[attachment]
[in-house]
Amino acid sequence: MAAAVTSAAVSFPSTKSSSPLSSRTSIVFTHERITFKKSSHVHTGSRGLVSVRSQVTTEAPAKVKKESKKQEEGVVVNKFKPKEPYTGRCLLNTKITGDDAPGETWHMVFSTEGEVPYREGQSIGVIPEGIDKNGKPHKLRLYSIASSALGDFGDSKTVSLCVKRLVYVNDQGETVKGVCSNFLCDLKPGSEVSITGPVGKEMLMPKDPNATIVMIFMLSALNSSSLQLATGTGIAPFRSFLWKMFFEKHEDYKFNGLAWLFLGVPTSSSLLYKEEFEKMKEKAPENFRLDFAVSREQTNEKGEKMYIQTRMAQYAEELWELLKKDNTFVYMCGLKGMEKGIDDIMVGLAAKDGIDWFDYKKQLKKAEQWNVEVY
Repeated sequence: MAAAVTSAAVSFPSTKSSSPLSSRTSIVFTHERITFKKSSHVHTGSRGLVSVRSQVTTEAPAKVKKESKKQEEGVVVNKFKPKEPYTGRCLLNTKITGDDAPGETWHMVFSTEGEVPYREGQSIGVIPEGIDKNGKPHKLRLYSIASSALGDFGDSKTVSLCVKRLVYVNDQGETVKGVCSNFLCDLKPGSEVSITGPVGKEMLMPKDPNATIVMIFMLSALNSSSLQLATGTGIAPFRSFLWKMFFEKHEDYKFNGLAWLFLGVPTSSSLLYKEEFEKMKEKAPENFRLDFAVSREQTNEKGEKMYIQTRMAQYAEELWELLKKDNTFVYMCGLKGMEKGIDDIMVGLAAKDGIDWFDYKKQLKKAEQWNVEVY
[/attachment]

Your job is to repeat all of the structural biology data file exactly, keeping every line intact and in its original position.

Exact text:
[in-house]
Amino acid sequence: MAAAVTSAAVSFPSTKSSSPLSSRTSIVFTHERITFKKSSHVHTGSRGLVSVRSQVTTEAPAKVKKESKKQEEGVVVNKFKPKEPYTGRCLLNTKITGDDAPGETWHMVFSTEGEVPYREGQSIGVIPEGIDKNGKPHKLRLYSIASSALGDFGDSKTVSLCVKRLVYVNDQGETVKGVCSNFLCDLKPGSEVSITGPVGKEMLMPKDPNATIVMIFMLSALNSSSLQLATGTGIAPFRSFLWKMFFEKHEDYKFNGLAWLFLGVPTSSSLLYKEEFEKMKEKAPENFRLDFAVSREQTNEKGEKMYIQTRMAQYAEELWELLKKDNTFVYMCGLKGMEKGIDDIMVGLAAKDGIDWFDYKKQLKKAEQWNVEVY
Repeated sequence: MAAAVTSAAVSFPSTKSSSPLSSRTSIVFTHERITFKKSSHVHTGSRGLVSVRSQVTTEAPAKVKKESKKQEEGVVVNKFKPKEPYTGRCLLNTKITGDDAPGETWHMVFSTEGEVPYREGQSIGVIPEGIDKNGKPHKLRLYSIASSALGDFGDSKTVSLCVKRLVYVNDQGETVKGVCSNFLCDLKPGSEVSITGPVGKEMLMPKDPNATIVMIFMLSALNSSSLQLATGTGIAPFRSFLWKMFFEKHEDYKFNGLAWLFLGVPTSSSLLYKEEFEKMKEKAPENFRLDFAVSREQTNEKGEKMYIQTRMAQYAEELWELLKKDNTFVYMCGLKGMEKGIDDIMVGLAAKDGIDWFDYKKQLKKAEQWNVEVY